For several months, the Texas Department of Licensing and Regulation has been avoiding providing records to Texas Scorecard regarding their human trafficking team.
Earlier this year, Texas Scorecard sent an open records request to TDLR under the Texas Public Information Act (PIA). This request sought to unveil records including reports, goals, internal metrics, and expenditures from TDLR’s human trafficking team.
TDLR immediately began delaying the process to avoid providing the requested records.
Initially, TDLR asked for clarification to “enable” them to “properly respond” to the request. The state agency demanded the request be narrowed.
Texas Scorecard obliged by modifying the time frame of the request.
Originally, the time frame was wide—January 1, 2019 to present. However, it was changed to just include the records from the time frames of June 1, 2019 to June 1, 2020; June 1, 2021 to June 1, 2022; and June 2, 2022 to February 1, 2023.
“We request a waiver of all fees as we are a 501(c)3 non-profit news media organization, and the disclosure of the requested information is in the public interest and will contribute significantly to the public’s understanding of the TDLR’s public safety efforts,” reads Texas Scorecard’s request.
Once TDLR received the updated request, they opted to ignore the requested fee waiver and instead required an immediate full deposit of $1,319.94. They claimed this was for the estimated labor to locate, compile, and make ready approximately 3,000 responsive records, as well as the overhead charge.
To avoid the fees required for the documents, Texas Scorecard altered the request again, asking to instead “inspect the records requested.”
A date for virtual inspection of the desired records was then settled upon.
Days before the inspection was set to take place, TDLR requested further clarification of the request:
Please advise if you are seeking TDLR ATU inspection reports consisting of hundreds of pages, which may include records that are privileged and confidential attorney-client communications amongst TDLR legal staff and information that implicates third-party interests. Further, production of this information will likely result in a cost estimate for reviewing and making the records available for inspection and may require rescheduling the inspection date and time.
Texas Scorecard immediately clarified the request yet again, to which TDLR agreed but required a deposit of $563.40.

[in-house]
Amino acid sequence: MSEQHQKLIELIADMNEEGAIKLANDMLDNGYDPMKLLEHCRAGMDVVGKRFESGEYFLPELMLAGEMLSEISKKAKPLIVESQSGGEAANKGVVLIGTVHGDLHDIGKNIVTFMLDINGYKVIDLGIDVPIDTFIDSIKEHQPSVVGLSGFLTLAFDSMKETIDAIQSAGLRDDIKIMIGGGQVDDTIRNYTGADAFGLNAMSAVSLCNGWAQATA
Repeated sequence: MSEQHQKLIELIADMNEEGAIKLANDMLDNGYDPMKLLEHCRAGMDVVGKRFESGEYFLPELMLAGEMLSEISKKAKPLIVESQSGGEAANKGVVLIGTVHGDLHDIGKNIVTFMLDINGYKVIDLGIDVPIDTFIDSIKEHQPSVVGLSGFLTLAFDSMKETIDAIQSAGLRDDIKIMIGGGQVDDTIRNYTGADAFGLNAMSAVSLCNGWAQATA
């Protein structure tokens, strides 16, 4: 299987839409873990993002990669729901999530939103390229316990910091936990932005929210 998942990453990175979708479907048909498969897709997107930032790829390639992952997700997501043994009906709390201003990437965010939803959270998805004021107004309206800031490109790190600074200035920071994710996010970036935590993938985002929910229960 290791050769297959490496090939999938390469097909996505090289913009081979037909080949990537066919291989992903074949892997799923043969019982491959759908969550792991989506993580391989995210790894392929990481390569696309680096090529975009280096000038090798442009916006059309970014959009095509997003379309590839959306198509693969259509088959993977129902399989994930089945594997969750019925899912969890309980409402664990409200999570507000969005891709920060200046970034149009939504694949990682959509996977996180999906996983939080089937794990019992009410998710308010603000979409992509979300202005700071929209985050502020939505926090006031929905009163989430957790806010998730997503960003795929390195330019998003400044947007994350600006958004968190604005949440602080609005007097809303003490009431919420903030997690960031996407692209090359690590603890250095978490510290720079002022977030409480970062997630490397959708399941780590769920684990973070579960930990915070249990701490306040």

A week after the payment was sent, TDLR said they needed to reschedule the inspection since their open records attorney was out of the office. However, there was no response from TDLR when Texas Scorecard’s investigation team acknowledged this and said they would await a follow-up for rescheduling.
After waiting a month to hear back, Texas Scorecard reached out and requested a new date to inspect the records. TDLR then claimed they never received the payment they demanded for the inspection:
TDLR sent you an invoice on May 2, 2023, which you agreed to pay by mail on May 4, 2023. This request was closed as withdrawn by operation of law for failure to timely pay the invoice to prepare the responsive information for your virtual inspection.If you believe that your payment was sent to us, please attach a copy of the check and our endorsement to this request via the TDLR Record Center. Upon receipt of the payment information, we will confirm payment and resume processing this request for your virtual inspection. If we cannot establish that payment was remitted, your request will remain closed.
Texas Scorecard confirmed the check had been sent, but TDLR had not yet cashed the check. Images confirming payment were sent to TDLR.
TDLR Deputy General Counsel Charles Johnson informed Texas Scorecard that they had received the images of the USPS mailing receipts and said he was in contact with their finance department to search for the payment.
“Please note that the best proof of payment is a copy of the check and TDLR’s endorsement thereof, and we cannot begin work to re-open this request and begin processing it until payment is confirmed,” Johnson wrote in an email.
Days later, TDLR was able to confirm the payment and resumed working on the open records request. Two weeks after that, TDLR decided they needed “more time to fulfill the request.”
“We expect to be able to complete review of the public responsive information to you by no later than July 10, 2023, at 5:00 p.m.,” TDLR told Texas Scorecard.
Two days after requesting additional time, TDLR finished with the request. They sent few documents and hid the rest behind a previous ruling from the Texas attorney general.
“The remaining records (Anti-Trafficking Unit inspections) are confidential by law under Section 51.254 of the Texas Occupations Code and the attached previous determination issued by the Office of the Attorney General Open Records Division,” TDLR claimed.
TDLR has since continued refusing to offer any more information.